Wednesday, September 4th, 2013
Flu season may still feel far away as summer-like temperatures are still felt over much of the country. But the American Academy of Pediatrics issued an advisory this week urging parents to get their children–and themselves–immunized against the flu as soon as possible to achieve the maximum protection when the season begins in earnest. More from NBC News:
There are some new vaccines on the market and while some of the newer ones might appear better, it’s not worth waiting for one, the American Academy of Pediatrics said in an advisory.
“With the exception of children less than 6 months of age, everybody should go out and get their influenza vaccine as soon as the influenza vaccines are available,” Dr. Michael Brady of Nationwide Children’s Hospital and chairman of the Committee on Infectious Diseases for the Academy told NBC News.
“Parents should not delay vaccinating their children to obtain a specific vaccine,” added pediatrician Dr. Henry Bernstein of the Hofstra North Shore – Long Island Jewish Health System in New York, who led the team writing the recommendations.
“Influenza virus is unpredictable, and what’s most important is that people receive the vaccine soon, so that they will be protected when the virus begins circulating.”
The U.S. Centers for Disease Control and Prevention estimates that anywhere between 3,000 to 49,000 people a year die from flu in the United States, and up to 200,000 are sick enough to be hospitalized. A lot depends on the strains circulating. During last year’s flu season, 160 children died from flu.
Image: Child getting a shot, via Shutterstock
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Monday, May 13th, 2013
Women who contract the flu virus during pregnancy may have children who are born with a higher risk of developing a bipolar disorder, a new study published in the journal JAMA Psychiatry has found. More from CBS News:
“These findings may have implications for prevention and identification of pathogenic mechanisms that lead to” bipolar disorder, concluded the researchers, led by Dr. Alan Brown, a professor of clinical psychiatry and epidemiology at Columbia University Medical Center in New York City.
Researchers studied a pool of more than 900 U.S. children. More than 200 had been enrolled in the Child Health and Development Study, which tracked kids born between 1950 and 1966. The remaining 700 participants were controls matched by age and gender, obtained from county health databases.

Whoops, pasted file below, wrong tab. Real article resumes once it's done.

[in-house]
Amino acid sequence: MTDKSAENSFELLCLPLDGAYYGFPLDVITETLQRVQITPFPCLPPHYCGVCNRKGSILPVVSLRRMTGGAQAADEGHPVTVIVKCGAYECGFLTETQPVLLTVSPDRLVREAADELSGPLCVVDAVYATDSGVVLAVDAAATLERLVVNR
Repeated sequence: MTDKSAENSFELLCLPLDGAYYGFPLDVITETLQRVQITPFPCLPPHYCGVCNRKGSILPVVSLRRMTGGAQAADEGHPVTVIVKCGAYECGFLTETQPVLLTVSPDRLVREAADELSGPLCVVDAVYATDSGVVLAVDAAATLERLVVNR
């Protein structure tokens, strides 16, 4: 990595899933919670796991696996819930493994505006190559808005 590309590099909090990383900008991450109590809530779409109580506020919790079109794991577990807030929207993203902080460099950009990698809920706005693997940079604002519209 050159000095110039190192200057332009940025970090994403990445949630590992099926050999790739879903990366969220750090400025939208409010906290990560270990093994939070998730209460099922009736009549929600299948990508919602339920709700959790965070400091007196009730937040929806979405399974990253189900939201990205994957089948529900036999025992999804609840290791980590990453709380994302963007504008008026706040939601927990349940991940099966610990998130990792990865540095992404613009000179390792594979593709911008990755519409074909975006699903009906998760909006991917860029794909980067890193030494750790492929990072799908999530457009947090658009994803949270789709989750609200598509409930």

The researchers found 92 cases of bipolar disorder out of the entire participant pool. After combing through data, their analysis revealed having flu during pregnancy was tied to a four-fold risk increase that offspring would develop bipolar disorder by the time they became adults.
The study was published May 8 in JAMA Psychiatry.
Bipolar disorder is characterized by ups and downs that are more extreme than a person typically experiences. It often develops in a person in their late teens or early 20s, though some people may experience symptoms in childhood, notes the National Institute of Mental Health.
Image: Pregnant belly, via Shutterstock
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Monday, March 25th, 2013
The seasonal flu claimed the lives of 105 children, almost none of whom receives their annual flu vaccine, the Centers for Disease Control and Prevention is reporting. That figure is more than triple the usual number of children who die from seasonal flu, according to NBCNews.com:
“We are getting close to the end of the flu season now but it’s not over,” says CDC flu expert Dr. Michael Jhung.
Deaths from flu and pneumonia are “barely” above the annual level designated as “epidemic”, he said. “We get an epidemic of flu every year,” Jhung added in a telephone interview. “It’s just the flu season. We assign the name epidemic to it.”
Officials reported that six children died of flu last week, the CDC said. That brings the total to 105 for this season, compared to 34 last year. But in the 2010-2011 flu season 122 died, and when the H1N1 swine flu pandemic hit in 2009-2010, it killed 282 U.S. children.